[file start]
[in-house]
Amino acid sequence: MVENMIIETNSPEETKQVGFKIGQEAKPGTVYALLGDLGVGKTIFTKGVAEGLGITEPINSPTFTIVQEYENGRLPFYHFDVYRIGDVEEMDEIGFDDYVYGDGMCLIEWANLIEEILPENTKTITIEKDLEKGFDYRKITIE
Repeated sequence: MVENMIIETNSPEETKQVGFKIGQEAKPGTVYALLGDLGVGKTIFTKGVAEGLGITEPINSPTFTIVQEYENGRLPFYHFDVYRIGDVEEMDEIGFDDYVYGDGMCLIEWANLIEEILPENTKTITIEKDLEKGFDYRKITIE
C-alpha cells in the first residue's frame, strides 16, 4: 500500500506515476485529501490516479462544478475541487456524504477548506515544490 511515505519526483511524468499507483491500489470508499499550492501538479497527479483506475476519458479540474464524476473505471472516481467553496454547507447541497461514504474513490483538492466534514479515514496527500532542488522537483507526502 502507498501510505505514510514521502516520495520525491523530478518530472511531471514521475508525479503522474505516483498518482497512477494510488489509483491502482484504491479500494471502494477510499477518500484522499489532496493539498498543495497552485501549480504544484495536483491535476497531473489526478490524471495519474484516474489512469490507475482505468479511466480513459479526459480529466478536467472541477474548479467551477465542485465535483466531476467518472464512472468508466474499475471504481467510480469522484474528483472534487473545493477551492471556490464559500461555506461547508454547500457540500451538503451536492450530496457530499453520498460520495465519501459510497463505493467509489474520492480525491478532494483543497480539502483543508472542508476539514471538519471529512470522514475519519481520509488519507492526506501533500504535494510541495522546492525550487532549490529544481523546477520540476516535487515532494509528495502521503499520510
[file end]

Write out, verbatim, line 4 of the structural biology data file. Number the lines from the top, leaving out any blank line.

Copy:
C-alpha cells in the first residue's frame, strides 16, 4: 500500500506515476485529501490516479462544478475541487456524504477548506515544490 511515505519526483511524468499507483491500489470508499499550492501538479497527479483506475476519458479540474464524476473505471472516481467553496454547507447541497461514504474513490483538492466534514479515514496527500532542488522537483507526502 502507498501510505505514510514521502516520495520525491523530478518530472511531471514521475508525479503522474505516483498518482497512477494510488489509483491502482484504491479500494471502494477510499477518500484522499489532496493539498498543495497552485501549480504544484495536483491535476497531473489526478490524471495519474484516474489512469490507475482505468479511466480513459479526459480529466478536467472541477474548479467551477465542485465535483466531476467518472464512472468508466474499475471504481467510480469522484474528483472534487473545493477551492471556490464559500461555506461547508454547500457540500451538503451536492450530496457530499453520498460520495465519501459510497463505493467509489474520492480525491478532494483543497480539502483543508472542508476539514471538519471529512470522514475519519481520509488519507492526506501533500504535494510541495522546492525550487532549490529544481523546477520540476516535487515532494509528495502521503499520510